He introduced himself as Issandür. “The easiest way to remember where you are,” he said, “is to know the names of the six human gods. The city is divided between them.”
“Melandru, Dwayna, Kormir, Lyssa, Grenth, and…Bathazar?” I could envision them vaguely; it might have been Dwayna’s statue I passed on the way in.
He smiled. “Balthazar, and yes. If you’re looking for coffee, you might try the Ossan Quarter. Take Grenth High Road and then the left-hand path down.”
Grenth High Road ran right up to the city’s stone walls. Even the tengu gate was smaller. It made me dizzy; if something that big fell inward, it would wipe out everything below. At the end was another god statue, a human priest, and a norn woman leaning against the wall—but I didn’t want to get any closer.
I shivered. It’d be much nicer to look out over the city, but there was a tall ledge on either side of the road. I jumped to grab the edge of it, dug my toes between the bricks, and pulled myself up.
The city sprawled out like a massive canyon, with slope-roofed houses poking up like rocks below and the streets winding through them like streams and rivers. Hundreds of white birds swooped through the air from one end to the other. Would they ever even need to leave a city this big to get food or make a nest? Maybe they thought this was the whole world.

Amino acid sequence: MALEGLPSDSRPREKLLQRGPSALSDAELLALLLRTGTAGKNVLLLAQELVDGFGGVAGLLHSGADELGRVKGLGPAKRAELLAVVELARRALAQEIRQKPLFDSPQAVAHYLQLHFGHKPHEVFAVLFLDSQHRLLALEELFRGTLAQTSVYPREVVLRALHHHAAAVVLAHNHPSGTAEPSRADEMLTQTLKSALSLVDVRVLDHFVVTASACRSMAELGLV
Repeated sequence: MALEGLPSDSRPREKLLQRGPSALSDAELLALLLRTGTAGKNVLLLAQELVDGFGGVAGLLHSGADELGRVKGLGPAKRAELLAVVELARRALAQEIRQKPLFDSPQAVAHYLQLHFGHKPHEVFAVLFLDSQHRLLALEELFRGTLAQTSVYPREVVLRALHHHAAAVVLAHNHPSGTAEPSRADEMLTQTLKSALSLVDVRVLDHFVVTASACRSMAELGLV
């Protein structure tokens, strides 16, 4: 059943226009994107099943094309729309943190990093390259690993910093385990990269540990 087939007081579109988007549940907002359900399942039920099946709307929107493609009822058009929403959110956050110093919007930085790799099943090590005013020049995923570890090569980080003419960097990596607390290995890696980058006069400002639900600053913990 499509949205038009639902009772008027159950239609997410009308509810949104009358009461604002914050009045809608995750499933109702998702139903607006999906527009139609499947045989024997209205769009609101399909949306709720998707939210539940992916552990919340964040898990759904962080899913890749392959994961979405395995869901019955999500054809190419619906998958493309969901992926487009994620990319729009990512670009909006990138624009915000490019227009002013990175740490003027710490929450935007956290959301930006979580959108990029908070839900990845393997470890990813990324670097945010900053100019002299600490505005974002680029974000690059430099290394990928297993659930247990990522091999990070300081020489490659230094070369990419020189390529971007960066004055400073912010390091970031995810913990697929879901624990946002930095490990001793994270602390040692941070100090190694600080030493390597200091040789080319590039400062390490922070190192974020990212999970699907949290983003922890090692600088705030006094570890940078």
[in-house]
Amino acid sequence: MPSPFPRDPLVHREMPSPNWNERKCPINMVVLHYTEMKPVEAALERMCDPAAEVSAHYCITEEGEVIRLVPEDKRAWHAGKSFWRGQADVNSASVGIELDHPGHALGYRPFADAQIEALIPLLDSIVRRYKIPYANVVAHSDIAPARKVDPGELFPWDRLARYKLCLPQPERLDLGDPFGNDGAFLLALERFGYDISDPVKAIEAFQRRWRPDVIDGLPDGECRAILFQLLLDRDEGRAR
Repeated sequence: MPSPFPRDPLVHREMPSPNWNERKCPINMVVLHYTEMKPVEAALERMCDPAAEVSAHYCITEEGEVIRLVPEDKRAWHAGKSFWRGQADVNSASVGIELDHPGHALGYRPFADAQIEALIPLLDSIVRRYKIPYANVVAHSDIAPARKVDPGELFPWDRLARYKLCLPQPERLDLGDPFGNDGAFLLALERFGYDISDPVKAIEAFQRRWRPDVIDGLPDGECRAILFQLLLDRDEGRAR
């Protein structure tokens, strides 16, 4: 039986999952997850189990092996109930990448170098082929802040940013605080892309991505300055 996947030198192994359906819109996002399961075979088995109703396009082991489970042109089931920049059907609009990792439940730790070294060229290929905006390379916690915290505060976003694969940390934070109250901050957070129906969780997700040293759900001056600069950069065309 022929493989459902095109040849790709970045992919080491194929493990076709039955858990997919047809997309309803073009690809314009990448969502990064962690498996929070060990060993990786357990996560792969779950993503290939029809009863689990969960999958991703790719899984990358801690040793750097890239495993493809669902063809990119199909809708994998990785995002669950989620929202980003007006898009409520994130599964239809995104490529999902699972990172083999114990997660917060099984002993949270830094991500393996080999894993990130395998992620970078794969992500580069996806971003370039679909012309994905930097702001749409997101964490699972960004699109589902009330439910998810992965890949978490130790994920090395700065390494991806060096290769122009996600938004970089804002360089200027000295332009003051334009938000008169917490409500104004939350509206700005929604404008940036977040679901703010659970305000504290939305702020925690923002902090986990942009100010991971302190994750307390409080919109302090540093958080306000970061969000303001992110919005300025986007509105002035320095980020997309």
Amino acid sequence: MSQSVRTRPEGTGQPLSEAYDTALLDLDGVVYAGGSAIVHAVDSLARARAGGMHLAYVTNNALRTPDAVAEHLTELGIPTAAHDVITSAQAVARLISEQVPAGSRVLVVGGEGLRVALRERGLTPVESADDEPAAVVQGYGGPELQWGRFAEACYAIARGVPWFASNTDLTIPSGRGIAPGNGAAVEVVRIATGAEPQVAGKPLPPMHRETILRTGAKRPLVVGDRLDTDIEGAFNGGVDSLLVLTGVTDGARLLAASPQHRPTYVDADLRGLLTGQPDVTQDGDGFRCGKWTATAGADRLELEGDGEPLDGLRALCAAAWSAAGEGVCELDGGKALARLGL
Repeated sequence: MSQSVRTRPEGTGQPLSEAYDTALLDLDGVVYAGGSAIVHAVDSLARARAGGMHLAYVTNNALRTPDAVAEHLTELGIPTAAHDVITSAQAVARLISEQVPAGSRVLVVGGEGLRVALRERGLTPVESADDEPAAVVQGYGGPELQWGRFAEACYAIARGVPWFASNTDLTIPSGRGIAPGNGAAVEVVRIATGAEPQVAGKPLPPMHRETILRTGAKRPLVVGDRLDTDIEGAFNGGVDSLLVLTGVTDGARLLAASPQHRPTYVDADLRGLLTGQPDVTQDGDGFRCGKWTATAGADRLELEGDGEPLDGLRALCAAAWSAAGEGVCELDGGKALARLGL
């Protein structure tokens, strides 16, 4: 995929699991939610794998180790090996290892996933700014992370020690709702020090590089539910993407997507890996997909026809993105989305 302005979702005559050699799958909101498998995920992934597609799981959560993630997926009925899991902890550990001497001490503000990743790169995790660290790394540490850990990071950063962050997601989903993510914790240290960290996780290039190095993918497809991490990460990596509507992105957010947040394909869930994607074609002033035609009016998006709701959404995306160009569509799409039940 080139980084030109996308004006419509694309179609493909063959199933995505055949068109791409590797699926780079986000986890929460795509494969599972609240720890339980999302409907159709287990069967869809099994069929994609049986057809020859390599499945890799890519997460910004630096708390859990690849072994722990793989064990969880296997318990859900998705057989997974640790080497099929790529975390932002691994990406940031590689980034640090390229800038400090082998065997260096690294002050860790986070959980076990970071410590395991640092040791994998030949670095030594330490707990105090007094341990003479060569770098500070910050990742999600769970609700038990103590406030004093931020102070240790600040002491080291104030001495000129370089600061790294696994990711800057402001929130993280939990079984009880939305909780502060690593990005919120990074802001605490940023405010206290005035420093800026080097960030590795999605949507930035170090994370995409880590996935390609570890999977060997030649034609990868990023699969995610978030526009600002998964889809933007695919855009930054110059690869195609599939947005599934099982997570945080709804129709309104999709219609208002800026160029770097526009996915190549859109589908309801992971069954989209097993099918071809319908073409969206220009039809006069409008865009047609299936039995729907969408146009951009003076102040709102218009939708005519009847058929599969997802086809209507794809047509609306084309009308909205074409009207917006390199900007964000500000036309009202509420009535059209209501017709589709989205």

I sat down, hugging my knees. The ledge was broad enough that I didn’t worry about falling off. Just beneath me, humans wandered through a courtyard full of elaborate stone buildings and…oh. Headstones. Did they bury their dead here in the city?
The norn woman who’d been leaning against the wall wandered over and braced her foot against the ledge. To her, it was the size of a stepping stool. “What’s in the cemetery?”
It took me a moment to realize she was talking to me. “Oh, nothing in particular.” It struck me that it might be rude of me to watch people visit the graves. “I just stopped to sit for a minute.”
I was sitting in her shadow, which made me shiver again. I looked up. She had a round, freckled face, sharp blue eyes, and copper hair woven in a braid as long as three of me. Her pale skin was a little wind-reddened, and she was bundled up in black furs and leather.
She looked at me like a cat looks at a bug. Suddenly the ledge didn’t seem wide enough anymore. I’d heard there were human bandits even in the city, but…
“Um, sorry.” My palms felt disgusting and sweaty; I tried not to be too obvious about wiping them on my pants. “I’m just—I’m new here, and everything’s big, and I’m kind of nervous. Can I help you?”
She sat down next to me and smiled. “I think you can.”
I smiled back, relaxing. Oh, she wanted to chat. I wondered if it was as hard being tall in Divinity’s Reach as it was being my size; I opened my mouth to ask her about it, hoping it would break the ice, when she reached out and grabbed my wrist.
“Hey.” My voice failed, the way it does when I try to scream for help in a bad dream. Her hand was as big as my entire forearm, and she was so strong that I couldn’t even move it.
The norn leaned in. “Why don’t we introduce ourselves?” she said softly, still smiling. “You can start by telling me how you know Tonni. Then, I’ll tell you what I need you to do.”